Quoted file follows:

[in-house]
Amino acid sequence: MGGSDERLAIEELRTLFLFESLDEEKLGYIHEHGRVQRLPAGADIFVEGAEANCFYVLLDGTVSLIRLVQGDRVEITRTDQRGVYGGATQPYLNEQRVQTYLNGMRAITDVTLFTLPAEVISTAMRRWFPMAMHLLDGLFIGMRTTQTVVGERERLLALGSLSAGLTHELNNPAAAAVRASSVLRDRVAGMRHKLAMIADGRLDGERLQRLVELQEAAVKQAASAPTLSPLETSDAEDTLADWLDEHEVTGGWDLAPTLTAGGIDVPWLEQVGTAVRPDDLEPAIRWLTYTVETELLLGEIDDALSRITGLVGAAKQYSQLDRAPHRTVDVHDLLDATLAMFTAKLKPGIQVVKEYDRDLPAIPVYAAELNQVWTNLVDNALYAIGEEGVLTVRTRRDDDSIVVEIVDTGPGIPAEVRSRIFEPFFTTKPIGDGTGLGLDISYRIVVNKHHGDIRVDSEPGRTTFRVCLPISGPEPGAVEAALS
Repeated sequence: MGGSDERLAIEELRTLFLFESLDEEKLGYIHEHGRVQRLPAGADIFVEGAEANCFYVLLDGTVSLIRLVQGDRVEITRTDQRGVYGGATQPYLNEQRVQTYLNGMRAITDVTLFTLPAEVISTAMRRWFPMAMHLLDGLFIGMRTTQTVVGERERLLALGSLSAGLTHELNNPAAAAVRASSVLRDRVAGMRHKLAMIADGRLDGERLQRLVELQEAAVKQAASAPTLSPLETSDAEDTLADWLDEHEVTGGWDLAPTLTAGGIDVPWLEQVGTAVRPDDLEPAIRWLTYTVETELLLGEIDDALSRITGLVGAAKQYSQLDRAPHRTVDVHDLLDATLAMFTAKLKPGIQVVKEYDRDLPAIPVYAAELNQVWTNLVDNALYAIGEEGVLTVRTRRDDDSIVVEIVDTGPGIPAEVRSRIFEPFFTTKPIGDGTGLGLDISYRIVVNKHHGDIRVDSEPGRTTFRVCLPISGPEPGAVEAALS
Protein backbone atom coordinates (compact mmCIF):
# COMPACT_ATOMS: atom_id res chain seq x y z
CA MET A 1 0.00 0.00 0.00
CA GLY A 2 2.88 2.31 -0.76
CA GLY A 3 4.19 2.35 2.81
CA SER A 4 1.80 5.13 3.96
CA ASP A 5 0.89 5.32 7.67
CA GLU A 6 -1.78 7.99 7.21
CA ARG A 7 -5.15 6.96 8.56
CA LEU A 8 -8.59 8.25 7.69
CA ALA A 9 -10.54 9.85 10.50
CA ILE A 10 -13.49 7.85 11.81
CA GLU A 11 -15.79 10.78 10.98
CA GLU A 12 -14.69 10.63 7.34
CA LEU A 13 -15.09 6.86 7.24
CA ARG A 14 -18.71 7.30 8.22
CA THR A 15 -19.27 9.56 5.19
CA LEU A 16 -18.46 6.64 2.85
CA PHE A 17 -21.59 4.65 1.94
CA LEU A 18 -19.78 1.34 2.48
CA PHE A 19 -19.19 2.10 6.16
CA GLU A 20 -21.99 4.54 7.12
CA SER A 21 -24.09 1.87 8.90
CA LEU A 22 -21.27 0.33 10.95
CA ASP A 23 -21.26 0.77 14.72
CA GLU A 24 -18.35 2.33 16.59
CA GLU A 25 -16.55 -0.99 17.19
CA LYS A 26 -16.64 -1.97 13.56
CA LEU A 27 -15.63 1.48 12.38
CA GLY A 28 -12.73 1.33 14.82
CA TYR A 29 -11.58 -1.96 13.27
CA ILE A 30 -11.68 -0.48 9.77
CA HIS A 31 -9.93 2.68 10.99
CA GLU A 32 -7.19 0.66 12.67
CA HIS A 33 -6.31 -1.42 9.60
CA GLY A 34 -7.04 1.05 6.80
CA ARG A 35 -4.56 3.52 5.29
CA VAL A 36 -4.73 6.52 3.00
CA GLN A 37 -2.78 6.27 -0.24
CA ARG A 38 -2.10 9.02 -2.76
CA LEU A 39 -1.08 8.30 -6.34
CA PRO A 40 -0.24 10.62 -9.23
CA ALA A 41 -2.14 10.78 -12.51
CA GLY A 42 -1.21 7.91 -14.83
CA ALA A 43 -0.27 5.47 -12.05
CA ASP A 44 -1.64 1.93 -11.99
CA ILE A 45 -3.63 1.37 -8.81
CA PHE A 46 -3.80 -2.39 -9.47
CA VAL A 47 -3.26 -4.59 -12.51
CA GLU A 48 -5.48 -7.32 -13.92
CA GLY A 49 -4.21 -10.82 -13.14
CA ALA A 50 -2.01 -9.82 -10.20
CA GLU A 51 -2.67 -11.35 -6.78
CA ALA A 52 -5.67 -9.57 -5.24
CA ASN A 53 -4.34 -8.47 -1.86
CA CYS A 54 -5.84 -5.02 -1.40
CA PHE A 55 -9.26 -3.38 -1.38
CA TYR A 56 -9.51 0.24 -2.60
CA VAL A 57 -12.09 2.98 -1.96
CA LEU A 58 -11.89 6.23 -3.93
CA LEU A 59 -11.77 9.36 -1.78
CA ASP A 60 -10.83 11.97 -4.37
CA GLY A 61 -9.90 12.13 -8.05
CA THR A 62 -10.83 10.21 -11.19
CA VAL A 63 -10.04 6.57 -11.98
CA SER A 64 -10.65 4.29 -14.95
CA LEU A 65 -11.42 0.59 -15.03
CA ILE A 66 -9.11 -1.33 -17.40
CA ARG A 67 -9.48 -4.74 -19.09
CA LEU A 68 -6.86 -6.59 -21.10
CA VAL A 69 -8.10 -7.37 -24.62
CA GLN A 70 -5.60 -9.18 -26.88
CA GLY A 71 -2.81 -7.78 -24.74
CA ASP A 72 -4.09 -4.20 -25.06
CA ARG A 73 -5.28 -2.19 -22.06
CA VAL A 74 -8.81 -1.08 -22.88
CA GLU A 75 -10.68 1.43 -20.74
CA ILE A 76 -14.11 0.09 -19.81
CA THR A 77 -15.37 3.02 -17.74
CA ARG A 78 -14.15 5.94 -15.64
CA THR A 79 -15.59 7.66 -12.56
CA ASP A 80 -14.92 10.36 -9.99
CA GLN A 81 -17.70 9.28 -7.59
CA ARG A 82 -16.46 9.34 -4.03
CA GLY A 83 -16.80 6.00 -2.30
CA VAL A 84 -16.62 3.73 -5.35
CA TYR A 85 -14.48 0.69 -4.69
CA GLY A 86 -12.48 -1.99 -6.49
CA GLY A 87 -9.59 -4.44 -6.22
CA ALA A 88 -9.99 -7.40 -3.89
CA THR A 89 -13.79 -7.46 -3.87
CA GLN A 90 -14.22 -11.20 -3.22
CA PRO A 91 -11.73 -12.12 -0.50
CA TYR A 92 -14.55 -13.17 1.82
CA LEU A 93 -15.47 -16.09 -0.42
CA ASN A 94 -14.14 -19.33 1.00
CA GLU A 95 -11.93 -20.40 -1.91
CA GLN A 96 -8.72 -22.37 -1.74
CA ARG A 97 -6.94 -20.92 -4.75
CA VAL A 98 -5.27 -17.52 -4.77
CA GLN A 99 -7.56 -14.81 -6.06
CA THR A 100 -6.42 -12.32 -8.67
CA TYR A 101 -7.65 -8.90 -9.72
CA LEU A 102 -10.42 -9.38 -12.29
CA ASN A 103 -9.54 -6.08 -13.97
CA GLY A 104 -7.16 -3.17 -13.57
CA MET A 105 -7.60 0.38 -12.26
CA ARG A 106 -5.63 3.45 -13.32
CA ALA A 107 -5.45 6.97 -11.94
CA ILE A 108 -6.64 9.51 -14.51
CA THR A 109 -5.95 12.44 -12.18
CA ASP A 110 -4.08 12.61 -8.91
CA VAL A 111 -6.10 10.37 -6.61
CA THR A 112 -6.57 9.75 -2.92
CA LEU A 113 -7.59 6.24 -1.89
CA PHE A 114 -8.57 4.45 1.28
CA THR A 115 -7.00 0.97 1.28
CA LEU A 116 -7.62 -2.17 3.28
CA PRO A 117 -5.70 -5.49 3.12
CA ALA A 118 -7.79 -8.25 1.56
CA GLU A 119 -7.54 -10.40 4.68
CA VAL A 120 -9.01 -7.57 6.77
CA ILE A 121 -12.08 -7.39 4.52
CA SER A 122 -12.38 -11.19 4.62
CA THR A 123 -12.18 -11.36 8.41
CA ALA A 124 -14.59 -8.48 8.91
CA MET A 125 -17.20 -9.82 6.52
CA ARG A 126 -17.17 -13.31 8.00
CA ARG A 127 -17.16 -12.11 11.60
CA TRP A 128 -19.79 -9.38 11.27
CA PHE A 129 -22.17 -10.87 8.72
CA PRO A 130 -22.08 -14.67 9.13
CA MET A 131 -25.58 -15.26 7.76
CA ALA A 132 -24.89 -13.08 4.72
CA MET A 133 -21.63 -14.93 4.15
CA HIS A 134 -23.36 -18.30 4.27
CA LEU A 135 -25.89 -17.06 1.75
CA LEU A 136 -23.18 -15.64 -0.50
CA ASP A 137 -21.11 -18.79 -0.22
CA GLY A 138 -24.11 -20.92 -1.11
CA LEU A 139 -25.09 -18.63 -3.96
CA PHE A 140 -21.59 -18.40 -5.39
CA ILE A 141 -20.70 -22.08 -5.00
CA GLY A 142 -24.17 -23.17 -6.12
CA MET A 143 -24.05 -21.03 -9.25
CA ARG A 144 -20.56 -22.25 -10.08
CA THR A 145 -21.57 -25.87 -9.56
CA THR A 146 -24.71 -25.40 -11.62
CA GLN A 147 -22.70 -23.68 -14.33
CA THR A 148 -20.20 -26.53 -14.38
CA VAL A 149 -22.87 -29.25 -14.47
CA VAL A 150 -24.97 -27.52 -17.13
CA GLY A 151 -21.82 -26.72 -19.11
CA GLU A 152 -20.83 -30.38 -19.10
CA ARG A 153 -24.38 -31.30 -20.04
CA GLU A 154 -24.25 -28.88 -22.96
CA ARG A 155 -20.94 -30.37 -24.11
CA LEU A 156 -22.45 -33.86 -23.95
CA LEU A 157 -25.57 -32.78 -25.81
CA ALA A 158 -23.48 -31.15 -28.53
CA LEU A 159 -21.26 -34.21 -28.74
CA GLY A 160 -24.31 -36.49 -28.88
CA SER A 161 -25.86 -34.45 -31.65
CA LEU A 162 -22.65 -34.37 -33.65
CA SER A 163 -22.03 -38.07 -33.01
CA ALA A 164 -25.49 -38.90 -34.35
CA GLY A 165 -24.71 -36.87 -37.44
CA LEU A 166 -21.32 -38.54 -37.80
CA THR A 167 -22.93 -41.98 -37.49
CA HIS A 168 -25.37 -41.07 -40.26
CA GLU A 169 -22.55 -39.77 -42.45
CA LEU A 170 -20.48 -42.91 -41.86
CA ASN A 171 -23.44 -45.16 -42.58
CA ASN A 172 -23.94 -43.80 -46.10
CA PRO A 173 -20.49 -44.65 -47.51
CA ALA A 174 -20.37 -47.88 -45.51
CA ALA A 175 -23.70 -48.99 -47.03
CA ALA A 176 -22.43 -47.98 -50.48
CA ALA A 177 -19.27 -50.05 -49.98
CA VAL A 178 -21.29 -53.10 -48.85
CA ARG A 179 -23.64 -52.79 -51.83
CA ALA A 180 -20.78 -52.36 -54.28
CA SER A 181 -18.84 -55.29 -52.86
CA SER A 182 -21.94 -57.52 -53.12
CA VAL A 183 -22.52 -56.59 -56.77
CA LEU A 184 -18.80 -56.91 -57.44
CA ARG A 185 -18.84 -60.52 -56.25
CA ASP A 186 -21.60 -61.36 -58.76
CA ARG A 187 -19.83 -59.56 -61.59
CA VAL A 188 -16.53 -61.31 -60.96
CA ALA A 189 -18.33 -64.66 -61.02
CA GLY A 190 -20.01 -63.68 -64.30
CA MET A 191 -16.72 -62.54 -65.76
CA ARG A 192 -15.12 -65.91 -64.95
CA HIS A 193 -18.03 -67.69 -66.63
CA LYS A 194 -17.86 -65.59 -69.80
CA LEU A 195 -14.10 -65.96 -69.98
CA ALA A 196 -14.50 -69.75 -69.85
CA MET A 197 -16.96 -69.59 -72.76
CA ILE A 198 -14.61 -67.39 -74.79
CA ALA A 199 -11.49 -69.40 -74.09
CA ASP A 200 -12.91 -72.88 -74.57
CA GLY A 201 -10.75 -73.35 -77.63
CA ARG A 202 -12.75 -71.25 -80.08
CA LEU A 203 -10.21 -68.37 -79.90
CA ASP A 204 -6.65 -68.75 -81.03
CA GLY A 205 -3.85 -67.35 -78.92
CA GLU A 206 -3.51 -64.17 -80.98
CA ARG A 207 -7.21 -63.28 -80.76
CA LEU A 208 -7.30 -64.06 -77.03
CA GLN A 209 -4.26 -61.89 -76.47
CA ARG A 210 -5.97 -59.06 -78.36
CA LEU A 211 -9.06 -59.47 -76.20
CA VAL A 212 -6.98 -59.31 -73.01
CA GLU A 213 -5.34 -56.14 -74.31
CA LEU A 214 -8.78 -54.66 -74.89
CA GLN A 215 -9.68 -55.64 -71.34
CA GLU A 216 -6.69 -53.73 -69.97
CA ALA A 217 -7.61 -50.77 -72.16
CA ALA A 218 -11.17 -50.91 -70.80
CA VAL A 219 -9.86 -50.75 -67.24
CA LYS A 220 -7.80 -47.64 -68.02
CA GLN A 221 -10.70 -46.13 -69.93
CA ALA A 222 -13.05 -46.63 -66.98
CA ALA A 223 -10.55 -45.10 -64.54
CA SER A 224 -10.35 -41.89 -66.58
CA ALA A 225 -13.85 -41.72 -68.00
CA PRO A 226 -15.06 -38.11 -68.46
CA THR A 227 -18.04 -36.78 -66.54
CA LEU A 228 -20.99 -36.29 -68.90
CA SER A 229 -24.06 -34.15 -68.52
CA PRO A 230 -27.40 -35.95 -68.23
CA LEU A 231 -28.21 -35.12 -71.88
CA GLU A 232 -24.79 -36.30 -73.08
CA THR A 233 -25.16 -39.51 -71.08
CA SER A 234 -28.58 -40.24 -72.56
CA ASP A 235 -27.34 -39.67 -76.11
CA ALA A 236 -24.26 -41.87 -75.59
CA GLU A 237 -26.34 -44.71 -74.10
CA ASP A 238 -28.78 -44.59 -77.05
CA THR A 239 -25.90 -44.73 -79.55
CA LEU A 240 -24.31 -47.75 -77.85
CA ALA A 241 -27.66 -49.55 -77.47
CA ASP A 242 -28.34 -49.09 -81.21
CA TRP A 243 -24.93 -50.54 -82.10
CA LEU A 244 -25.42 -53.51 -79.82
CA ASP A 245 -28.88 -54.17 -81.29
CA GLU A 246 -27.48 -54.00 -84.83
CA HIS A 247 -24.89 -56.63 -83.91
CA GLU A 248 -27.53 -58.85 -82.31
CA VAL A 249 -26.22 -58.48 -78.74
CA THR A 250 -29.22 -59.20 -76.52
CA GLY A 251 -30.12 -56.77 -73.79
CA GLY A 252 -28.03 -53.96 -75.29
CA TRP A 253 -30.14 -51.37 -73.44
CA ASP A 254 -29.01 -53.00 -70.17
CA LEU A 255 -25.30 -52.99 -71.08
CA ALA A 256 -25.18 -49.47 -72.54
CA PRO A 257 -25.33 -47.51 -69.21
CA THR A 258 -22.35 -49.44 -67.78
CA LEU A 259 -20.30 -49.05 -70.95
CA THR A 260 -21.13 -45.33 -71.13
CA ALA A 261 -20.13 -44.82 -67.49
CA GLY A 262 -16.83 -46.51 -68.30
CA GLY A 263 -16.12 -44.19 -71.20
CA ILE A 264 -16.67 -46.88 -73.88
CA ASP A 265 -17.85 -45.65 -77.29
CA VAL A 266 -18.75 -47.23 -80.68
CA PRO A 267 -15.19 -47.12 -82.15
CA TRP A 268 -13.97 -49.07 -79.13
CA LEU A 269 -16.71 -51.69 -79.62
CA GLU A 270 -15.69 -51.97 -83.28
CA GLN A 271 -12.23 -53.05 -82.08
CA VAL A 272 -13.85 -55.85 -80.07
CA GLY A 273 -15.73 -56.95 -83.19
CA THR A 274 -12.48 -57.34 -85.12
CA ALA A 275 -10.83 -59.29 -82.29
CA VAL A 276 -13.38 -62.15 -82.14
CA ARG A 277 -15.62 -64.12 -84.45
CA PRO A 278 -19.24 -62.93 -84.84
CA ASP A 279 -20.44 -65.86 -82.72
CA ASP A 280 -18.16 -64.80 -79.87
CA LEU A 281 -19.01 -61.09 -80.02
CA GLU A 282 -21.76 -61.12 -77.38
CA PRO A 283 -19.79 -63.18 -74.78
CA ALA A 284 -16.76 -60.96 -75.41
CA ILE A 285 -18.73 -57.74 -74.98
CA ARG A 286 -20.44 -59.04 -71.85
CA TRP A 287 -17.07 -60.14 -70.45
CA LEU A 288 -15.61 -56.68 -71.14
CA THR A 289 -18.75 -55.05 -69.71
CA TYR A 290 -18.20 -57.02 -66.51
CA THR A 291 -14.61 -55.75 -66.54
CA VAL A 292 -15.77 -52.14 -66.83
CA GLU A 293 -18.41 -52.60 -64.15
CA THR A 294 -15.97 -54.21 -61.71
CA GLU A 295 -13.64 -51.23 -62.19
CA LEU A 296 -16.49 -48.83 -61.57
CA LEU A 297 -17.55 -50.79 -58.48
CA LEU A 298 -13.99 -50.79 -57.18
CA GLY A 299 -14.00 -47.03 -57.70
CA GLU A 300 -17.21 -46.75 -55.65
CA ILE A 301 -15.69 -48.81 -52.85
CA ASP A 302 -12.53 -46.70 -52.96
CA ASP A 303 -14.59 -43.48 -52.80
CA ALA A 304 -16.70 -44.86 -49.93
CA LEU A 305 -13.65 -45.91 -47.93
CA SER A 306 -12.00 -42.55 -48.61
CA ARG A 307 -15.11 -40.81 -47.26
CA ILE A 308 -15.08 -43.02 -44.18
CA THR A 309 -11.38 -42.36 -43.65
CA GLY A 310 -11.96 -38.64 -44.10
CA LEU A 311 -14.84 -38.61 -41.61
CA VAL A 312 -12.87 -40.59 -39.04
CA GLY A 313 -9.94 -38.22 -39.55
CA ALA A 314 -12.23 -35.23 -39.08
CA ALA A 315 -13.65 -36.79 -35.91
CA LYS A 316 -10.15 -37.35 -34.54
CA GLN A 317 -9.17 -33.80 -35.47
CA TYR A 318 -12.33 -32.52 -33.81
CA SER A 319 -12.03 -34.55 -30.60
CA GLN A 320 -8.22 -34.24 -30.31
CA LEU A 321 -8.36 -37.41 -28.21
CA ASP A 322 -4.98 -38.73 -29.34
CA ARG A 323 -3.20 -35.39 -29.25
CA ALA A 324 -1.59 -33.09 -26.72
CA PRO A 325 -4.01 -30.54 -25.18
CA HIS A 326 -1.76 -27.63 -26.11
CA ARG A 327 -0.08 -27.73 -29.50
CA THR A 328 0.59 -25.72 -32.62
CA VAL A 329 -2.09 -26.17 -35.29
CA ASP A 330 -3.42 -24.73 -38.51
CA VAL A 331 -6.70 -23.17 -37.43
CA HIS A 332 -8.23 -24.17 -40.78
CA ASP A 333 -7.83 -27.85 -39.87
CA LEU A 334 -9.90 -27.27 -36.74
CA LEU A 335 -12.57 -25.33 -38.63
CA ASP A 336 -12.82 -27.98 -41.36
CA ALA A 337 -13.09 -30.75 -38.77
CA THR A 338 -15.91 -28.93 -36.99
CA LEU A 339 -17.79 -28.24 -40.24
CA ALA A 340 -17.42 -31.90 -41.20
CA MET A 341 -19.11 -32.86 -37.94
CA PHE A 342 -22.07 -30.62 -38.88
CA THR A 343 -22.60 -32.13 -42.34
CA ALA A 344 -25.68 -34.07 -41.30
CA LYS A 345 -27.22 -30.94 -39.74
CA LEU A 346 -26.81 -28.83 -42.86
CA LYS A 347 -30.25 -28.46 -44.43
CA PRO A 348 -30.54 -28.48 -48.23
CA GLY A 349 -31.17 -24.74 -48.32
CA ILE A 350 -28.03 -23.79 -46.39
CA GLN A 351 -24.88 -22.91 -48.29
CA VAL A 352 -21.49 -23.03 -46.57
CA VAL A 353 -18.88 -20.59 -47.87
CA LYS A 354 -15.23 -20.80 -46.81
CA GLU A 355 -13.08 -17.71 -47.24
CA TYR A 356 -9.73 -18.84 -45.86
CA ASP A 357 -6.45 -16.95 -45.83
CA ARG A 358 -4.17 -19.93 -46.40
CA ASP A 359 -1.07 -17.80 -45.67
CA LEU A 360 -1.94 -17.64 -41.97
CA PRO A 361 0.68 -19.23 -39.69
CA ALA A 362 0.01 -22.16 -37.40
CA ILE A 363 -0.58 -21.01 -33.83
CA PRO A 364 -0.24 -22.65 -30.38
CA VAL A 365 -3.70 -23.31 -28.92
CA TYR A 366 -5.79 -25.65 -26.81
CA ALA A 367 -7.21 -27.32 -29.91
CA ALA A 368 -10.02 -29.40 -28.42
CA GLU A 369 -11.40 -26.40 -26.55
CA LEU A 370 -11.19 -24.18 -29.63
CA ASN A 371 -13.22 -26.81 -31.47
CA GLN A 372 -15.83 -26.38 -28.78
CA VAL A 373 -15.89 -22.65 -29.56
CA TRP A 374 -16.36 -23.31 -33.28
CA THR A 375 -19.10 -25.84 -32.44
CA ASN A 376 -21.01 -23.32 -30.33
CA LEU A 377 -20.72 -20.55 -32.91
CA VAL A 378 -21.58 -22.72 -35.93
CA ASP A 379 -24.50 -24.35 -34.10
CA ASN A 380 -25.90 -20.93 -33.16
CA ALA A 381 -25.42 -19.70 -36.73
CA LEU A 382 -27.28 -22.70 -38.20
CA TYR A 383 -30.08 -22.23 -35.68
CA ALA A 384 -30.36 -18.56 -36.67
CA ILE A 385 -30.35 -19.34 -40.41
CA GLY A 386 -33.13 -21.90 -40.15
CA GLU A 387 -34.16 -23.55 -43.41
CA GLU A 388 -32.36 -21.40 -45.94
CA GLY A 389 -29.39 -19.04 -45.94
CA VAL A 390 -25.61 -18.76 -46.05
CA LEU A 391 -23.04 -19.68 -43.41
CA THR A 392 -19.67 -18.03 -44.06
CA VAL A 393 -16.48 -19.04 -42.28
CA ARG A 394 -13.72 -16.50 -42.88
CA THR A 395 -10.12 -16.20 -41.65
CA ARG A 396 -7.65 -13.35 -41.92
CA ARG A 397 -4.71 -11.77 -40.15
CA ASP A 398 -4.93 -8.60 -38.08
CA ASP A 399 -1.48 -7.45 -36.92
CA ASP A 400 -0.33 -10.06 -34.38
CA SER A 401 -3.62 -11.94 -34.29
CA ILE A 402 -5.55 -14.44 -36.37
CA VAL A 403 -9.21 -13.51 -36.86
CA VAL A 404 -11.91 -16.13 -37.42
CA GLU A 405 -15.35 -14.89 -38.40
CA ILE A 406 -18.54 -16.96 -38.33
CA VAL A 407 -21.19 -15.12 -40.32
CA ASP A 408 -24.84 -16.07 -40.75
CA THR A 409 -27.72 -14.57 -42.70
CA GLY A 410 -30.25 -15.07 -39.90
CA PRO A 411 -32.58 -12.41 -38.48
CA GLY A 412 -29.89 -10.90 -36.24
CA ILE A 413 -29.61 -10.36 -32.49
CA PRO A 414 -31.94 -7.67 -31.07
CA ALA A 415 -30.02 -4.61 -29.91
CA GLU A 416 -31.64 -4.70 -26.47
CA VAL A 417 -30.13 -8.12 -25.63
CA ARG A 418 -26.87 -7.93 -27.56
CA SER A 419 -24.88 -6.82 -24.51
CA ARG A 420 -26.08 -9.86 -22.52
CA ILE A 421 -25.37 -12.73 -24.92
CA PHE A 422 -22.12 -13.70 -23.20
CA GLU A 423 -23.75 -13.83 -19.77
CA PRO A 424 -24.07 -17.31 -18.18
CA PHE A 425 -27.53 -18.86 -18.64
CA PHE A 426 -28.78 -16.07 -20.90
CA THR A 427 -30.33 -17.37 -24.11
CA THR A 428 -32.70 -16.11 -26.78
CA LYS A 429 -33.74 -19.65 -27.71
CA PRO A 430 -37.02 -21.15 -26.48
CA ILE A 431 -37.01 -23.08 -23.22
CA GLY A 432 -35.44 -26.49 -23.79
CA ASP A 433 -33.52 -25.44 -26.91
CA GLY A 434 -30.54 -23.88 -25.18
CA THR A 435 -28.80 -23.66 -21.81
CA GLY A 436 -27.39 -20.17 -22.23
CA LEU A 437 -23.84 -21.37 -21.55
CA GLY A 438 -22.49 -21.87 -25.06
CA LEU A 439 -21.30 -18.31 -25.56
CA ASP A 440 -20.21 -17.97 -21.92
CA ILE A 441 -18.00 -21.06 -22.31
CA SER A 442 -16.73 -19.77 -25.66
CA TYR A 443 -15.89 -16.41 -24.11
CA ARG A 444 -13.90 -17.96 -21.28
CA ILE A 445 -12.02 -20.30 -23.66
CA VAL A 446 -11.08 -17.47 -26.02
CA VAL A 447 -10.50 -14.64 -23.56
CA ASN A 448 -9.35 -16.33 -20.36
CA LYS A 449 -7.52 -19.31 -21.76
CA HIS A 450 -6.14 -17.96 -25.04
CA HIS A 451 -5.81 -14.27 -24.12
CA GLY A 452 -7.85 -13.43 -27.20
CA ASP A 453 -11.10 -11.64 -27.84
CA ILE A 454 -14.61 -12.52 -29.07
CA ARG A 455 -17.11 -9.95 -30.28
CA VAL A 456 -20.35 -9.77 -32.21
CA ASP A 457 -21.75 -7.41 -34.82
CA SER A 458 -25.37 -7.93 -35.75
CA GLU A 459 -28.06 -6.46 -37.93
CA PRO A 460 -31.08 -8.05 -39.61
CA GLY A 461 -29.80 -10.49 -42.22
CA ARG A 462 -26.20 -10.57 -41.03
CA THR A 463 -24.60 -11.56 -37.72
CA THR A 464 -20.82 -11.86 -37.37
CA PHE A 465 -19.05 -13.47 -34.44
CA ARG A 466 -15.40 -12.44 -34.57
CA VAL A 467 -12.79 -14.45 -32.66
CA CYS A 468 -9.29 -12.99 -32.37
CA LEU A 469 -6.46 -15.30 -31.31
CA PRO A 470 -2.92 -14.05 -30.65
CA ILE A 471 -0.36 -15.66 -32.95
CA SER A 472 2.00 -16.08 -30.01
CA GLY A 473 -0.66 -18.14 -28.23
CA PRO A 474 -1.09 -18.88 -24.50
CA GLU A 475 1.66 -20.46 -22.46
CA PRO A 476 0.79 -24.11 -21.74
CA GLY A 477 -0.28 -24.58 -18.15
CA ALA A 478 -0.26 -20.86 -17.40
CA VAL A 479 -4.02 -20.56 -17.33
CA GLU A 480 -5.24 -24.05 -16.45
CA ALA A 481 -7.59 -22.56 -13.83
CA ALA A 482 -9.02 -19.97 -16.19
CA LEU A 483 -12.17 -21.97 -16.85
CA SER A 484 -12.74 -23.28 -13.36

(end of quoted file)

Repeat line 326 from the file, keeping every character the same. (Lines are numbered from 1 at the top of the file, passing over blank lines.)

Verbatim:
CA LEU A 321 -8.36 -37.41 -28.21